Here’s a view of the upper limb of Saturn seen through the atmosphere of its largest moon Titan. It’s a color-composite of images captured by NASA’s Cassini spacecraft on March 31, 2005 as it passed just 7,500 kilometers (4,660 miles) from Titan. Saturn was 1.2 million kilometers (745,000 miles) away from Cassini at the time.
The lines across Saturn you can see there are the shadows of the rings on its northern hemisphere. The rings themselves are covered by Titan’s lower atmosphere.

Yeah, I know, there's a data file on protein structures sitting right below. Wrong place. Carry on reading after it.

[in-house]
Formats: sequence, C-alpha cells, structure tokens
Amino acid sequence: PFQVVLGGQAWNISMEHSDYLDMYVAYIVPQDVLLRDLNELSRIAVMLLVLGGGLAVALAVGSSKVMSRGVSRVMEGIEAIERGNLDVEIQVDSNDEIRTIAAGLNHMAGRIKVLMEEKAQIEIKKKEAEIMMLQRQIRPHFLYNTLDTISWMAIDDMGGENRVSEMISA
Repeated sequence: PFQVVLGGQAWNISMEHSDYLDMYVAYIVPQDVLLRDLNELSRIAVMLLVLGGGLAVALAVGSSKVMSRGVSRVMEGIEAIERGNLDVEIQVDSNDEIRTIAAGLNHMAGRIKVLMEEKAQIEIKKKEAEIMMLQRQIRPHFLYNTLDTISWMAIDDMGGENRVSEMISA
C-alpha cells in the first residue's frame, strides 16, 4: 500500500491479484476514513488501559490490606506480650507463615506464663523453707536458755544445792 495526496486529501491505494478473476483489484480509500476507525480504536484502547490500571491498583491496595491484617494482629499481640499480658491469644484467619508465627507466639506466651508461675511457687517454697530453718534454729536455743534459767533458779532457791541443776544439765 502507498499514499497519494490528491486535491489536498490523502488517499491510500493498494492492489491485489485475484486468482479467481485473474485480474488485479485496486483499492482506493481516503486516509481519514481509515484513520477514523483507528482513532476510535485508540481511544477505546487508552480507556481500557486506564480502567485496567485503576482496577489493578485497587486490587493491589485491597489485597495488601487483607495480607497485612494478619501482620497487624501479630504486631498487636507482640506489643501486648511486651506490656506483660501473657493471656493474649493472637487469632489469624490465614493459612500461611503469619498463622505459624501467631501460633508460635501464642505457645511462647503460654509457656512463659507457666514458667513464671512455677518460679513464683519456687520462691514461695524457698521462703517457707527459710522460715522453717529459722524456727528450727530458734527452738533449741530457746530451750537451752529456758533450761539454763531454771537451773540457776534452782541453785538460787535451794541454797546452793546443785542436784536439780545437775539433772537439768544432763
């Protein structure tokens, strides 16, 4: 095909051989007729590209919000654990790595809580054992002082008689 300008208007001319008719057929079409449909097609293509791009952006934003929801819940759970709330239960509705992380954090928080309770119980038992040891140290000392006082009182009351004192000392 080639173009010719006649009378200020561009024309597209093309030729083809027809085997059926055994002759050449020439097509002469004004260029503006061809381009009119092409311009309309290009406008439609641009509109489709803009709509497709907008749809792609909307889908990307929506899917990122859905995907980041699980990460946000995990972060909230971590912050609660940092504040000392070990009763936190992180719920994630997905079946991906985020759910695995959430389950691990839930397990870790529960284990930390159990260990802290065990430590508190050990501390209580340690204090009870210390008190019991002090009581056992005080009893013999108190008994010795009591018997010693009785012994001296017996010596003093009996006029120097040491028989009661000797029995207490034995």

This was assembled from the observations below, which were captured by Cassini’s wide-angle camera in red, green, blue, and clear filters. Saturn was only visible in the clear filter data so I left it colorless in the resulting composite.
At 5,150 kilometers (3,200 miles) wide Titan is by far the largest moon of Saturn and the second-largest moon in the Solar System, half again as large as our Moon. It has a thick opaque atmosphere of nitrogen and methane, topped by an upper layer haze of hydrocarbons that extends ten times farther up than Earth’s atmosphere.
Image credit: NASA / JPL-Caltech / SSI / Cassini Imaging Team / Jason Major